Security for health IT is an ongoing process. Hackers never stop learning and evolving, so IT teams need to do the same. For example, a hacker group called “Orangeworm” was recently identified. This group targets providers in the healthcare sector with a Trojan virus that can be installed on devices such as X-ray and MRIs. Cybersecurity providers are publishing patches that will scan for the malicious software, but it’s crucial that health IT leaders stay aware of the latest risks, work with secure vendors, and keep their software up to date.
It’s not just attackers that are changing the cybersecurity landscape, however. As threats continue to emerge, we can expect government agencies to take notice. In fact, the FDA has submitted new proposals to Congress which will require health systems and medical device manufacturers to take more responsibility for data security.
Here’s what you need to know about the proposed regulations:
What Has the FDA Proposed?
The goal of these new proposals is to enhance medical-device safety. The FDA’s stated goals are to streamline and modernize post-market safety measures, encourage manufacturers to create more secure devices, and consolidate oversight of device safety into a single FDA center.
Of most interest to health IT is that the FDA is seeking authority to issue new requirements for medical device manufacturers. Currently the FDA issues non-binding guidelines. Under its proposed new plan, the FDA would seek to require firms to build certain security features into new products, including the ability to update and patch security protocols.
The FDA is also considering requirement of a software “bill of materials,” similar to the bill of materials used for physical products. This document would be submitted to the FDA before the device goes to market and would be made available to end users.
Why Have These Proposals Been Made?
The proposed expanding of FDA authority seeks to address the growing crisis in cybersecurity for health IT. Healthcare was the most breached business sector in 2017, with more than 5.6 million patient records compromised. As the Orangeworm story demonstrates, healthcare continues to be a valued target for hackers.
Medical imaging is on the front lines of the cybersecurity struggle. Much of the valued data that hackers seek out is in the form of digitally stored medical images. For example, the FBI Cyber Crimes Team recently reported that a clean chest X-ray that matches a buyer’s physical dimensions can go for up to $6,000 on the black market. The buyers are people seeking to pass a tuberculosis screening to enter the United States.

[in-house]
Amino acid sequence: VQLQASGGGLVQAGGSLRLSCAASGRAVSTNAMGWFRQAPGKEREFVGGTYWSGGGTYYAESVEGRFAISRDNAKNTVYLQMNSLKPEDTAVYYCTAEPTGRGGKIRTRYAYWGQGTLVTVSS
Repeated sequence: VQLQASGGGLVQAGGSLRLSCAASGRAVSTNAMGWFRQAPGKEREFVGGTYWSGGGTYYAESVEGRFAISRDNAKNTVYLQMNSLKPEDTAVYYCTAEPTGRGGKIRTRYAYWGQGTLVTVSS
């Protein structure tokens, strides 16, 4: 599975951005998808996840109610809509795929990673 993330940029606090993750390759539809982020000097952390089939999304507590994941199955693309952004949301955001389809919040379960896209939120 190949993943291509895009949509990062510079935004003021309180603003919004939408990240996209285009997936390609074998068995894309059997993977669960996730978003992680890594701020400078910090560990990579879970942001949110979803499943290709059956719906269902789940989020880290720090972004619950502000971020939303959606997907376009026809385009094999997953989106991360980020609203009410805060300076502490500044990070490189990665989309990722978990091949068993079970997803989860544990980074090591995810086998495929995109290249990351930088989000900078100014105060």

How Can Health Providers Prepare?
The best way to stay ahead of new regulations is to audit the security of your current systems and devices. Contact a trusted vendor, like Change Healthcare, for an IT Risk and Security Evaluation. Getting security advice from the experts can help prepare your systems for pending regulations and keep your organization moving forward on the security continuum.
To evaluate your enterprise imaging security, it makes sense to choose an imaging vendor that focuses on software. This type of vendor can focus on securing your software, rather than pushing to change your existing hardware.
Keeping medical data secure takes a sustained commitment from health IT experts, clinicians, vendors, and health leaders alike. The right partners can help you stay ahead of the curve, prepared for new regulations, with reduced risk from hackers and damage mitigation should a breach occur.
Steven Ramirez is a Senior IT Solutions Consultant at Change Healthcare, with extensive experience in IT Risk/Security Management, Cyber Security, IT Regulatory Compliance, HIPAA Security, Business Resilience and Disaster Recovery Solutions.
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